If an officer is abusive or disrespectful, you better bet I am going to speak up and say something. I have no problem with CIS officers thinking whatever they want about my client but when they are seeking to adjudicate an application they will talk with respect to me and to my clients and they will keep their unsubstantiated opinions out of the interview and out of the adjudication process. The process of deciding how to adjudicate a pending application depends on an administrative record and the interview will be part of that record. What is not part of that record should not be part of the decision on the pending application.

Sometimes, speaking up means we are leaving. So if you are being berated by an ISO who will not stop and who will not get a supervisor when I ask, I am going to advise my client to leave. Is that going to cause a problem? It absolutely will. I am going to catch up with someone who can resolve that problem after an interview like this has ended. Applicants for immigration benefits deserve to be treated in a way that is consistent with the treatment that anyone appearing before any government officer should be treated. And when the behavior exhibited by an ISO falls below that line I am not going to sit there and take it.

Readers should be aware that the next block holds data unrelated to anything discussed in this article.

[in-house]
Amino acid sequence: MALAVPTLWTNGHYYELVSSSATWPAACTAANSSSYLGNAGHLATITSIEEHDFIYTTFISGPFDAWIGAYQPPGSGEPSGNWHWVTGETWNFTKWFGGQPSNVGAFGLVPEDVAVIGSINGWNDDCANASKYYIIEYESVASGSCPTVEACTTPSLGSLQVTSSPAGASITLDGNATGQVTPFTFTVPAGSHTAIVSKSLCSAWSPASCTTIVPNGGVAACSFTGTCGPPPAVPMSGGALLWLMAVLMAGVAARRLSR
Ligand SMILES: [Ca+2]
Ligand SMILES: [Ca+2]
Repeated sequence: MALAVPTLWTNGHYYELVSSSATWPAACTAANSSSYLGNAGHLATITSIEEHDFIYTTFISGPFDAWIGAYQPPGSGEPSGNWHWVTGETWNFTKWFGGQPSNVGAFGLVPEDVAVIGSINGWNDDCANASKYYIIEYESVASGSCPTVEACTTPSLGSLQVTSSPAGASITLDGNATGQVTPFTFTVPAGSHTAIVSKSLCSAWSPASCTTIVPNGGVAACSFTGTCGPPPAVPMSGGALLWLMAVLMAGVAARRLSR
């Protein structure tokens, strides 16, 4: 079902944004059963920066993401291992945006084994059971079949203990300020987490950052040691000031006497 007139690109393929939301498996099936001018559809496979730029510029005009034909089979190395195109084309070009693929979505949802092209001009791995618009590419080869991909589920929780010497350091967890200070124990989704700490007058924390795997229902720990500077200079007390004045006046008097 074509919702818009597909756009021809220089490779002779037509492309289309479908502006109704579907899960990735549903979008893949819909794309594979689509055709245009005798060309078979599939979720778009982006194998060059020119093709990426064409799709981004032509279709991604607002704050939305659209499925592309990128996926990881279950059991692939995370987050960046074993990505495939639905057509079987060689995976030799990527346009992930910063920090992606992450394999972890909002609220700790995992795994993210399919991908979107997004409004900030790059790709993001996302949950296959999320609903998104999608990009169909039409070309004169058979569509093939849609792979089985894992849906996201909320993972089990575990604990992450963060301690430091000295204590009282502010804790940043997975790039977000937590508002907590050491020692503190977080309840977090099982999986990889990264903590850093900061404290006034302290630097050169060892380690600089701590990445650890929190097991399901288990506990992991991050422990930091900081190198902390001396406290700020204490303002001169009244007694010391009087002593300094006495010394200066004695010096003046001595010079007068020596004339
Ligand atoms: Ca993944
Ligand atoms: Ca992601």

I have rarely had problems like this with an ISO, but I have heard lots of clients come to my office and tell me that they have experienced interviews that I would never let a client of mine have happen to them. And when that happens, there are ways in which problems of this type can be addressed with supervisors and with management.

One of the other responsibilities that I have during an interview is to try and resolve any outstanding issues. If there is missing evidence, I need to figure out how to get it and to be provided a Request for Evidence (“RFE") so that I can send my response back in the time frame provided. If the officer wants to see additional evidence, sometimes I speak up to inquire why that evidence is requested. ISO’s are provided a wide range of discretion in the adjudication of their cases, but that does not mean that their RFE’s are always relevant.